Hellickson projects to be the Phillies' opening day starter for the second straight year, but with five weeks to go before it all starts for real in Cincinnati, he has plenty of time to put a coat of polish on his game.

The right-hander knocked off some wintertime rust with two innings of work against the Toronto Blue Jays. He gave up four hits and two runs, walked one and did not strike out a batter.

"I felt great," Hellickson said. "I wasn't really commanding the fastball like I wanted, but my arm and my body felt good."

Hellickson went 12-10 with a 3.71 ERA in 32 starts for the Phillies last season and could have opted for free agency in the offseason. However, he surveyed the marketplace and determined he'd be better off taking the Phillies' qualifying offer of $17.2 million for 2017 and trying his luck on the free-agent market next season.

So he's betting on himself.

"That's kind of how I'm looking at it," he said. "It was easy to do that just with the way I felt last year. I think I can definitely repeat or exceed what I did last year."

The Phillies can't give Hellickson another qualifying offer after this season so it's quite possible they will look to deal him in July. But that won't necessarily be easy. The Phils had talks with a number of teams about Hellickson last July and were unable to consummate a deal. It will be tougher this July as Hellickson’s salary has jumped by $10 million. The Phillies may have to eat some of that salary to get a deal they like.

Hellickson was asked if he was ready for another summer of trade rumors.

"No," he said with a wry smile. "But I know it's coming."

He's holding out hope that the Phillies will play their way into contention and the front office keeps the rotation together. He believes it's possible.

"I think we have a really good team here," he said. "Hopefully we're the ones trading for guys at the deadline.

"I've been reading some stuff saying (Aaron) Nola is a No. 5 guy. If Nola's your No. 5 guy, you have a pretty good rotation. I definitely think one through five we can give six, seven, eight strong innings every time out. Then with the guys, we signed for the back of our bullpen, it'll make our jobs that much easier. The days we don't have it, I feel like we can hand it off to those guys after five or six. We're in pretty good shape."

The game
The Phillies beat the Jays, 10-3, on the strength of 13 hits and three Toronto errors. The Phils had eight hits in Saturday’s win over the Yankees.

Cam Perkins, Pedro Florimon and Daniel Nava all had two hits. Rhys Hoskins and Ryan Hanigan both walked twice. Andres Blanco homered. Brock Stassi doubled. Nick Williams had a hit, two RBIs and a walk. Power-hitting rightfielder Dylan Cozens stole two bases.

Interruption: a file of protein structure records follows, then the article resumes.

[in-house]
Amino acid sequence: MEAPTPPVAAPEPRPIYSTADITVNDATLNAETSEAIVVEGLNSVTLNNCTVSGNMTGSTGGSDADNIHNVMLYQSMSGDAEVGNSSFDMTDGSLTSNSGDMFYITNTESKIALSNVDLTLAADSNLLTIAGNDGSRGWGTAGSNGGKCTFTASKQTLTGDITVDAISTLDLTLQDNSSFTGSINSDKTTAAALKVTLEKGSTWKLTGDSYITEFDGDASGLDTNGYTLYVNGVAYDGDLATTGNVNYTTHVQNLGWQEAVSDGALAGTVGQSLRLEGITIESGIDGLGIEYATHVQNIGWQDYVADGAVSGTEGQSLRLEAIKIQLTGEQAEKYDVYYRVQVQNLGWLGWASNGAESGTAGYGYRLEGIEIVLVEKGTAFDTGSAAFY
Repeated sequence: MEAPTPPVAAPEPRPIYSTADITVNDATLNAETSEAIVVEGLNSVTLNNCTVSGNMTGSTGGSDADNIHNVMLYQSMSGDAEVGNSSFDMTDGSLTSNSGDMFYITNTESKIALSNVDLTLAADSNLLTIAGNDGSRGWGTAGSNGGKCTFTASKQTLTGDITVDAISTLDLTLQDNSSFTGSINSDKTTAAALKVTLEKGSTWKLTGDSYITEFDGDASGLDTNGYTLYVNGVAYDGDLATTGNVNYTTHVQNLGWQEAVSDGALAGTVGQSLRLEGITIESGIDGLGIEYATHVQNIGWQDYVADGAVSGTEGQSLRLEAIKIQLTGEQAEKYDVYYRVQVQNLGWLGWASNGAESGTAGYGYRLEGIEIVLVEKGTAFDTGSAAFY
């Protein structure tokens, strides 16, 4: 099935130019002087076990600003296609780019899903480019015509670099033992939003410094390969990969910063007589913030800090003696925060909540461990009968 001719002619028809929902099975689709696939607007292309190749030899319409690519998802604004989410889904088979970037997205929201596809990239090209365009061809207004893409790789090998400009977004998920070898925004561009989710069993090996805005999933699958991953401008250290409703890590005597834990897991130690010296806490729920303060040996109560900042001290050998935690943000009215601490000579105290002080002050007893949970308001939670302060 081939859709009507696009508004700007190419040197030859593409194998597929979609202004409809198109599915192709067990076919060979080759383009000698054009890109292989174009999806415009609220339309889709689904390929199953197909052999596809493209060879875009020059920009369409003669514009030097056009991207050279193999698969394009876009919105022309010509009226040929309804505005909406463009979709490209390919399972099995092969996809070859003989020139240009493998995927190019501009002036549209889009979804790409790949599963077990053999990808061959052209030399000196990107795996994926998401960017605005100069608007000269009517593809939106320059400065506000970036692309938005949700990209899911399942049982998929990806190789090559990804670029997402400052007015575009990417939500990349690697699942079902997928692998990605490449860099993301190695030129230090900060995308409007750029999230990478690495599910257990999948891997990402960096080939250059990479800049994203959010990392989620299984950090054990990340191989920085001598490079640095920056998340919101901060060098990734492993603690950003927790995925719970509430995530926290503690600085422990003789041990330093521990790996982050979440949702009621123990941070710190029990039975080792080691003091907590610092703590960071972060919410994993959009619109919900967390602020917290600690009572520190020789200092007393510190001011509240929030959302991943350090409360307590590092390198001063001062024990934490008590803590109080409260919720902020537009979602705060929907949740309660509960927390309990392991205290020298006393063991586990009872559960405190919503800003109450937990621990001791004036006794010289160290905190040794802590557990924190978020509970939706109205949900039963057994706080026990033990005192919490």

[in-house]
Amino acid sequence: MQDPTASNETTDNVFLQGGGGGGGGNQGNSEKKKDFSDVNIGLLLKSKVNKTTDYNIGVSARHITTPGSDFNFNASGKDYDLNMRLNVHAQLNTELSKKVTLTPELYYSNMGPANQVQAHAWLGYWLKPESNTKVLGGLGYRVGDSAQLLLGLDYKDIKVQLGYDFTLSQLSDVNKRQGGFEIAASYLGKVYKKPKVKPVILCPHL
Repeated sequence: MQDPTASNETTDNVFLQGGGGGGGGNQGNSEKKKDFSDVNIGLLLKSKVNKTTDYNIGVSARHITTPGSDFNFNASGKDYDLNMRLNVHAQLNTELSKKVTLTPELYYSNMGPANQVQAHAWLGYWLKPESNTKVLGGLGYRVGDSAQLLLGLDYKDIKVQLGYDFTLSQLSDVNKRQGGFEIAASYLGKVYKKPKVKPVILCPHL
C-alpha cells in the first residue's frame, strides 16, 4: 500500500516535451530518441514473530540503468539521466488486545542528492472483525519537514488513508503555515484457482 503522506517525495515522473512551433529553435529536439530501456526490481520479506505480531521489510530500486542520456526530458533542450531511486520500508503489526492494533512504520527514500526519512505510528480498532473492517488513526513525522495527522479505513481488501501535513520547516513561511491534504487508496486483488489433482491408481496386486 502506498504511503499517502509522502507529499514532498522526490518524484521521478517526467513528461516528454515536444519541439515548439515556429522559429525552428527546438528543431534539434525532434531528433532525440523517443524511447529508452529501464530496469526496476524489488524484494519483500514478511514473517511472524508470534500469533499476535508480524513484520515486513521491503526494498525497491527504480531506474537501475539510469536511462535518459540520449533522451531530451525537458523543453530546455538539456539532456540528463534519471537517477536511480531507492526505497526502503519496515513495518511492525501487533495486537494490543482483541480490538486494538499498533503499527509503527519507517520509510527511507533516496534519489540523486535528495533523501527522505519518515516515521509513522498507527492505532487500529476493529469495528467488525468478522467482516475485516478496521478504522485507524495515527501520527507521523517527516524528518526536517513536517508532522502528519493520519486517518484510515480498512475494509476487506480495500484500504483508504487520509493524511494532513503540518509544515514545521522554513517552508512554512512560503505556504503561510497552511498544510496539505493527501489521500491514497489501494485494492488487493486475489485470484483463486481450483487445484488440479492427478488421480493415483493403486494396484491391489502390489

Cozens is a legitimate stolen-base threat. In addition to belting 40 homers at Double A Reading last season, he swiped 21 bags and was only caught once.

"You've got to like his tools," manager Pete Mackanin said. "He's really an athletic guy. He's got good hands at the plate. I think he's going to hit because he doesn't have a lot of excess body movement. He hits a lot with his hands and I think in time he'll cut down on the strikeouts and he'll be an even better player. He looks like a solid defender, good hitting ability, a lot of power and some speed."

On the mound
Ben Lively and Alberto Tirado both pitched two scoreless innings and Pat Neshek and Michael Mariot had one each.

Up next
Jerad Eikchoff makes his spring debut when the Phillies host the Tampa Bay Rays on Monday afternoon.

Clay Buchholz will get the start Tuesday against Baltimore.

Phillies prospect Nick Pivetta has long-awaited meeting with Roy Halladay

Phillies prospect Nick Pivetta has long-awaited meeting with Roy Halladay

CLEARWATER, Fla. -- Phillies pitching prospect Nick Pivetta had one of those pinch-me moments Saturday.

He met his boyhood idol, Roy Halladay, at a charity event.

Someone had filled in Halladay that Pivetta had grown up in Canada and had regularly watched Toronto Blue Jays games on television. Pivetta loved watching Halladay pitch, as he talked about a few weeks ago here.

"I got to briefly shake his hand," Pivetta said Sunday morning. "He knew I was like a stalker. He said, 'Oh, right, you're the guy from British Columbia.'"

Halladay, who pitched for the Phils from 2010 to 2013, lives in the Clearwater area. Pivetta said he expected to speak more with Halladay in the coming days.

Halladay was honored at the 44th annual Clearwater For Youth banquet and Pivetta attended with a number of his teammates and Phillies officials. Phillies chairman David Montgomery and his wife Lyn were also honored for their charitable works.

Pivetta will pitch for Team Canada in the World Baseball Classic in March.